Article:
As I pointed out at our annual meeting, there are many factors relating to mortality in bass fishing. One of those is as simple as what type of fish you catch.
In the study “Differences in Mortality between Largemouth and Smallmouth Bass Caught in Tournaments” by Richard A. Hartley & John R. Moring, published in the North American Journal of Fisheries Management, mortality rates for smallmouth bass were nearly 3 times higher than those of largemouth bass. This is not a surprise, as when I asked everyone at the meeting which species was more likely to die during a tournament, the group unanimously agreed it was the smallmouth bass.
Also, smallmouth bass are far more prone to barotrauma than largemouths. In the paper “Incidence and Physiological Consequences of Decompression in Smallmouth Bass after Live-Release Angling Tournaments” written by MICHAEL B. MORRISSEY, CORY D. SUSKI, KEVIN R. ESSELTINE, AND BRUCE L. TUFTS*, Department of Biology, Queen’s University, Kingston, Ontario K7L 3N6, Canada, the authors note smallmouths can experience inflated swim bladders when caught from waters of 5 meters (that’s a little more than 16 feet!). Through experience you know most all of your smallmouth catches are coming from depths greater than 10 feet, thus the likelihood of barotrauma induced mortality is a huge reason for the increased mortality rate.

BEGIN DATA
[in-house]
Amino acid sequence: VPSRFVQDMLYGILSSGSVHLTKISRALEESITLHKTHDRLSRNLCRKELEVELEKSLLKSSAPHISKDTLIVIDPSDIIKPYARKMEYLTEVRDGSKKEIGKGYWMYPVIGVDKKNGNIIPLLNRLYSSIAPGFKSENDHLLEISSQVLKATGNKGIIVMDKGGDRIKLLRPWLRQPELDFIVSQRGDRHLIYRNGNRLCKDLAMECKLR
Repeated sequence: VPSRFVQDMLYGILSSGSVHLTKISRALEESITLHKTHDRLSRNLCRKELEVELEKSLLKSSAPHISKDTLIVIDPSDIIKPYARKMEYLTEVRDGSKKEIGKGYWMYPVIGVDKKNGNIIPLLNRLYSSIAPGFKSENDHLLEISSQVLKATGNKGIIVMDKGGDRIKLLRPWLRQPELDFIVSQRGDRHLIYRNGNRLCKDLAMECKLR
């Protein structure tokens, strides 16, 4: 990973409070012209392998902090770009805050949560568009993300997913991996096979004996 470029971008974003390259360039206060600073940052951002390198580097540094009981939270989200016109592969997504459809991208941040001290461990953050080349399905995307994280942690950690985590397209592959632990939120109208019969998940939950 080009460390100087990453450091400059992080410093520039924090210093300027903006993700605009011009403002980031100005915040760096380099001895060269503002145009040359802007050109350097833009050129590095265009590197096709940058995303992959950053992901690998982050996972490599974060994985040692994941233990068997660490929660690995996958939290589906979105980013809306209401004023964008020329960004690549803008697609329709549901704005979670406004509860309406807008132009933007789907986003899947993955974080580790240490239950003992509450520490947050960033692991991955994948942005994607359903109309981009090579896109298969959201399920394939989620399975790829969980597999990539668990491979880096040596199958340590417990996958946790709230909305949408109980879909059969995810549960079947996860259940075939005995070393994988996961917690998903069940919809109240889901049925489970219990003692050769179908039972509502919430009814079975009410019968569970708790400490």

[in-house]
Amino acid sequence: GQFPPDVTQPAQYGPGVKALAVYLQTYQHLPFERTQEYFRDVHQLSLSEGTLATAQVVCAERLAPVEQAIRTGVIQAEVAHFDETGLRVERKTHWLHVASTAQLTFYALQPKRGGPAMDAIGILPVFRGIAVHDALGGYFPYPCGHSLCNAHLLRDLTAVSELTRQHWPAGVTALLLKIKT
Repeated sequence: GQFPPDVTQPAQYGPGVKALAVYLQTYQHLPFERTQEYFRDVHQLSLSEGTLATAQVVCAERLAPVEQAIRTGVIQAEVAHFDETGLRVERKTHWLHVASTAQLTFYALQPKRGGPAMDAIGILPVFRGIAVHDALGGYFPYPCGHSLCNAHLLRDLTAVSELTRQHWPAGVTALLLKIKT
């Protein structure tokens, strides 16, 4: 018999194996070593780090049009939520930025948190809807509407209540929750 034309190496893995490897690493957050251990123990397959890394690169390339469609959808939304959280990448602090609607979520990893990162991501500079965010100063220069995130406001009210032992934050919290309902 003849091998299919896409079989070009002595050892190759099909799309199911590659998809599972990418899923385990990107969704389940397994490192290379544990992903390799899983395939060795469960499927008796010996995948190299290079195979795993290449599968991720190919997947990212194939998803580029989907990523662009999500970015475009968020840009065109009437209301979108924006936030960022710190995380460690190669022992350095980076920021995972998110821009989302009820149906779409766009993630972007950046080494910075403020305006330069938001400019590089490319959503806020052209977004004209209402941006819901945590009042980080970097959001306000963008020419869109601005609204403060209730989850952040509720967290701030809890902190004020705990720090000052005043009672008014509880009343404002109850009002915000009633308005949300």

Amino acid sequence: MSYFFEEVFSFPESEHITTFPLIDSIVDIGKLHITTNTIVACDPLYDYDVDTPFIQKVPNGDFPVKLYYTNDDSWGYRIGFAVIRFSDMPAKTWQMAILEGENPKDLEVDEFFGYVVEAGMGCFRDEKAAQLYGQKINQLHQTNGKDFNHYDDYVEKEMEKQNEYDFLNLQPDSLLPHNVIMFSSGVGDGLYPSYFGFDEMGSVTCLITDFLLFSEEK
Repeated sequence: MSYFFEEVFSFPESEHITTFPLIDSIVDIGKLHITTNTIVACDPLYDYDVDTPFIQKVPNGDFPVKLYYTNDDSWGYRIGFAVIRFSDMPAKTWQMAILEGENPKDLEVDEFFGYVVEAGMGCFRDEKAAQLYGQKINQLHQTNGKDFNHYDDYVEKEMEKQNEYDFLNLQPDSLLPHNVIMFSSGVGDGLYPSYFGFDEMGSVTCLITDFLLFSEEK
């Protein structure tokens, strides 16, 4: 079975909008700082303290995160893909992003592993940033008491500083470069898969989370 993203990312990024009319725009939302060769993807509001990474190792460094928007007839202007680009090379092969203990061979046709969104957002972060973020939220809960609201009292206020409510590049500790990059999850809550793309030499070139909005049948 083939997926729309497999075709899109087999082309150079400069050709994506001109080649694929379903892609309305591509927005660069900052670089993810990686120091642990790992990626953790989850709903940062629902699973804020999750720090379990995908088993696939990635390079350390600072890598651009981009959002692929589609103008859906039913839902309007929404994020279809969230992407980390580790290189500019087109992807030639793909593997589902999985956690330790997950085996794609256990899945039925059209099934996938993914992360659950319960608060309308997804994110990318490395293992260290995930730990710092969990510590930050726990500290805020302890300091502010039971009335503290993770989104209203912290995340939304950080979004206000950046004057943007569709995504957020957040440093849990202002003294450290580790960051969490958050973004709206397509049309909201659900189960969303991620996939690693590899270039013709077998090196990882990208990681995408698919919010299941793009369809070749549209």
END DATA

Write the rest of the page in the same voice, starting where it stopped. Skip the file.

Further, studies have shown without immediate release, or the decompression of the swim bladder (fizzing), fish with barotrauma will continue to experience damage to internal membranes and increased stress during the time they are held in a livewell. The use of “fin clips” to keep fish upright in the livewell may help them stay upright while in the livewell and reduce the outward appearance of barotrauma, but internal damage continues and leads to delayed mortality.
So, for everyone saying conservation is your reasoning to reduce the creel limit, put your money where your mouth is and call for the ban of smallmouths in tournaments.
Let’s see how many of our devout conservationists get on this bandwagon.